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NMSU student selected to receive Google-CAHSI Dissertation Award

A New Mexico State University student whose doctoral research would allow visually impaired children to learn computer programming is among 11 people in the country to receive the Google-CAHSI Dissertation Award.


Man sitting at a table with laptop
Emmanuel Utreras, New Mexico State University graduate student, is pursuing his doctoral degree in computer science. Utreras is one of 11 students to receive the Google-CAHSI Dissertation Award. (NMSU photo by Amanda Adame)

Emmanuel Utreras grew up with his brother and sister on a small island in Puerto Rico, with his father who was raised in Ecuador and his mother who hails from New York. After earning his degree in electronics and technology in Puerto Rico, he was urged to continue his education.

“Since my native language is Spanish, I searched for universities in the United States with a high Hispanic population,” Utreras said. “After searching and meeting graduate students who highly recommended NMSU’s program, I applied to New Mexico State University, where I was accepted as a Ph.D. student.”

The Computing Alliance of Hispanic Serving Institutions (CAHSI) was established in 2006 to address the low representation of Hispanics in computing in both higher education and the workforce. In 2019, together with Google Research, CAHSI and the Center for Minorities and People with Disabilities in Information Technology and Diversifying Future Leadership in the Professoriate (CMD-IT FLIP) established separate competitive dissertation awards programs across their network of institutions for doctoral students from traditionally underrepresented backgrounds.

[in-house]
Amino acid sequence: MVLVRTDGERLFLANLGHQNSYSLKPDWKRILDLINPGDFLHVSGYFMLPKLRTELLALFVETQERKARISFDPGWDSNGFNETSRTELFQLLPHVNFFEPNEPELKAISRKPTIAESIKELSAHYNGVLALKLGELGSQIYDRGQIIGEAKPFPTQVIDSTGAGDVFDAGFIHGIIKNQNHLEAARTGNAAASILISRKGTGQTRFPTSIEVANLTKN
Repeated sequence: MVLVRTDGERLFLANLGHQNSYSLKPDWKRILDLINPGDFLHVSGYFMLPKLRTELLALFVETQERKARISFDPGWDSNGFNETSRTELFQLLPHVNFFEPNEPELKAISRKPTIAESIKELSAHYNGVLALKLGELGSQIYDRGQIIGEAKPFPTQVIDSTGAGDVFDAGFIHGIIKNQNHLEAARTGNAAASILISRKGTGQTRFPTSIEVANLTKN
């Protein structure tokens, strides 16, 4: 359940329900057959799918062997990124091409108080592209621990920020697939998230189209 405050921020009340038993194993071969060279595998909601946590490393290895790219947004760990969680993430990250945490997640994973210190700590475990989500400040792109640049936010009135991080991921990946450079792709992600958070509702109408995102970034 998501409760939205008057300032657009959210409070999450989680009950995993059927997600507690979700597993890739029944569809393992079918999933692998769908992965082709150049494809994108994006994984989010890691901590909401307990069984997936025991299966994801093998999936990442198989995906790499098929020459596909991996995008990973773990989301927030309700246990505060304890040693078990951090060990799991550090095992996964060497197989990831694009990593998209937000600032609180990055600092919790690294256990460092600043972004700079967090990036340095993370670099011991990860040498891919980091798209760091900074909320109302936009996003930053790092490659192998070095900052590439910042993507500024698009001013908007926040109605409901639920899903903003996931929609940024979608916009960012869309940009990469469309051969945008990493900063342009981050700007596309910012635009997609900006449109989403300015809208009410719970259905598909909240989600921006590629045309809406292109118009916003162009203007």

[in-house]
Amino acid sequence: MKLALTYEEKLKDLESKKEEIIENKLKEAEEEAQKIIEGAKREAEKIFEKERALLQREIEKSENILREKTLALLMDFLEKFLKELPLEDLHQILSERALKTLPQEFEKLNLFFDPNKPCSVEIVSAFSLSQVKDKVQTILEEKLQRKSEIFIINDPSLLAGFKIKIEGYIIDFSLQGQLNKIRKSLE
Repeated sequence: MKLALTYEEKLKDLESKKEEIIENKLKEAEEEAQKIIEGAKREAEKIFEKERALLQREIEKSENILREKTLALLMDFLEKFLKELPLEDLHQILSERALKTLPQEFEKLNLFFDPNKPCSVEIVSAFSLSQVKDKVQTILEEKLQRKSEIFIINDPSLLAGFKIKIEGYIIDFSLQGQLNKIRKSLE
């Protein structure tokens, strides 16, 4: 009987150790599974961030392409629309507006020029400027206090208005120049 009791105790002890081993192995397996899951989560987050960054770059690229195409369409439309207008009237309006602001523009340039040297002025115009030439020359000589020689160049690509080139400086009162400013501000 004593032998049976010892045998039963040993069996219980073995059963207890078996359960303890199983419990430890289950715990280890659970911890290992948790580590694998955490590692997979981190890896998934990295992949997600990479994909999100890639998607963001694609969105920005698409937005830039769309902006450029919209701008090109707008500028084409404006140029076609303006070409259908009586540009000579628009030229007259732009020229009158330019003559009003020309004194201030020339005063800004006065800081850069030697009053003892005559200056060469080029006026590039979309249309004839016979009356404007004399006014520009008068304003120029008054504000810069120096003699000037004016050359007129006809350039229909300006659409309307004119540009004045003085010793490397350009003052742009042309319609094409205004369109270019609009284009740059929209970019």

“The award is to be used for the last year for completion of the student’s dissertation requirements,” said Enrico Pontelli, dean of the College of Arts and Sciences. “NMSU has been involved with CAHSI from its inception, along with other Hispanic-Serving Institutions in this region. Our goal in the next 10 years is to increase the representation of Hispanics to 20 percent or more of those who earn credentials in computing, degrees and certifications that lead to gainful employment.”

Utreras’ research is focused in the human-computer interaction field. He is developing an accessibility tool that will allow young children who are visually impaired to learn programming concepts.

“The profession currently faces low representation among the visually impaired population,” Utreras said. “My project will help children with visual disabilities build programming skills and awaken their interest in the computer science field.”

Utreras said he is honored to receive the Google-CAHSI award and he is grateful to all who have supported him through his educational journey, particularly his wife, Yoshira Ayala, and his family. However, the COVID-19 pandemic has put a critical part of his research on hold.

“Social distancing and lockdowns have prevented me from validating my study, since the tangible tool has to be used in person,” Utreras said.

“Upon completing my Ph.D., my ultimate goal is to return to Puerto Rico as a faculty researcher,” he added. “I want to actively participate in research training programs focused on underrepresented minorities, and encourage students to pursue a doctorate degree in STEM.”